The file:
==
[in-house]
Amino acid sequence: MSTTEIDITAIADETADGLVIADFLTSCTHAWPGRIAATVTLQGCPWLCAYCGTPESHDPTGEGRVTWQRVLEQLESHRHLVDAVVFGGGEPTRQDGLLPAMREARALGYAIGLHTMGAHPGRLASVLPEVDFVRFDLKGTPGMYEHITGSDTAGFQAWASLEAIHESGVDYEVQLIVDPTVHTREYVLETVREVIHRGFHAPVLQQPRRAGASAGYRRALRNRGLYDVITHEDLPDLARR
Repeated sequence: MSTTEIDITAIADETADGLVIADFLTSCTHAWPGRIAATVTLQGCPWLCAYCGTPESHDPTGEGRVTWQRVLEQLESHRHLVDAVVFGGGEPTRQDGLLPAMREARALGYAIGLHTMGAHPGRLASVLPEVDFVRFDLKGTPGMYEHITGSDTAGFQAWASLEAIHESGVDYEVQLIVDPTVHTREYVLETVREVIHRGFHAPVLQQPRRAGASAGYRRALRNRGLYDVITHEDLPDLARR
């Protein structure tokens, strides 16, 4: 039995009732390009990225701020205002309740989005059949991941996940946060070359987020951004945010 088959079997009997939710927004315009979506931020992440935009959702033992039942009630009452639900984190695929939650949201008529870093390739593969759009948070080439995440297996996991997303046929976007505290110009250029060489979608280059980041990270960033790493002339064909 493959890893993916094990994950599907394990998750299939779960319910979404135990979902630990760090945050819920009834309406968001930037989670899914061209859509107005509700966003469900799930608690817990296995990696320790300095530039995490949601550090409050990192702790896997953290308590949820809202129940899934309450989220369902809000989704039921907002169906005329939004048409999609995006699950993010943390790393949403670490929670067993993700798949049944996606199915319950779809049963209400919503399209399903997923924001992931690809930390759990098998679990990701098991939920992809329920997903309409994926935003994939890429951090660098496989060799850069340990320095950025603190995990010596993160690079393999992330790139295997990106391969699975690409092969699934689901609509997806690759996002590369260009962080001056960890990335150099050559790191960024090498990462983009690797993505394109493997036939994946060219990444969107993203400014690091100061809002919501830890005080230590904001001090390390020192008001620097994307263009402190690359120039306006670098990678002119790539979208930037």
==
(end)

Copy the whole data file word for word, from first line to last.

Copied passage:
[in-house]
Amino acid sequence: MSTTEIDITAIADETADGLVIADFLTSCTHAWPGRIAATVTLQGCPWLCAYCGTPESHDPTGEGRVTWQRVLEQLESHRHLVDAVVFGGGEPTRQDGLLPAMREARALGYAIGLHTMGAHPGRLASVLPEVDFVRFDLKGTPGMYEHITGSDTAGFQAWASLEAIHESGVDYEVQLIVDPTVHTREYVLETVREVIHRGFHAPVLQQPRRAGASAGYRRALRNRGLYDVITHEDLPDLARR
Repeated sequence: MSTTEIDITAIADETADGLVIADFLTSCTHAWPGRIAATVTLQGCPWLCAYCGTPESHDPTGEGRVTWQRVLEQLESHRHLVDAVVFGGGEPTRQDGLLPAMREARALGYAIGLHTMGAHPGRLASVLPEVDFVRFDLKGTPGMYEHITGSDTAGFQAWASLEAIHESGVDYEVQLIVDPTVHTREYVLETVREVIHRGFHAPVLQQPRRAGASAGYRRALRNRGLYDVITHEDLPDLARR
């Protein structure tokens, strides 16, 4: 039995009732390009990225701020205002309740989005059949991941996940946060070359987020951004945010 088959079997009997939710927004315009979506931020992440935009959702033992039942009630009452639900984190695929939650949201008529870093390739593969759009948070080439995440297996996991997303046929976007505290110009250029060489979608280059980041990270960033790493002339064909 493959890893993916094990994950599907394990998750299939779960319910979404135990979902630990760090945050819920009834309406968001930037989670899914061209859509107005509700966003469900799930608690817990296995990696320790300095530039995490949601550090409050990192702790896997953290308590949820809202129940899934309450989220369902809000989704039921907002169906005329939004048409999609995006699950993010943390790393949403670490929670067993993700798949049944996606199915319950779809049963209400919503399209399903997923924001992931690809930390759990098998679990990701098991939920992809329920997903309409994926935003994939890429951090660098496989060799850069340990320095950025603190995990010596993160690079393999992330790139295997990106391969699975690409092969699934689901609509997806690759996002590369260009962080001056960890990335150099050559790191960024090498990462983009690797993505394109493997036939994946060219990444969107993203400014690091100061809002919501830890005080230590904001001090390390020192008001620097994307263009402190690359120039306006670098990678002119790539979208930037």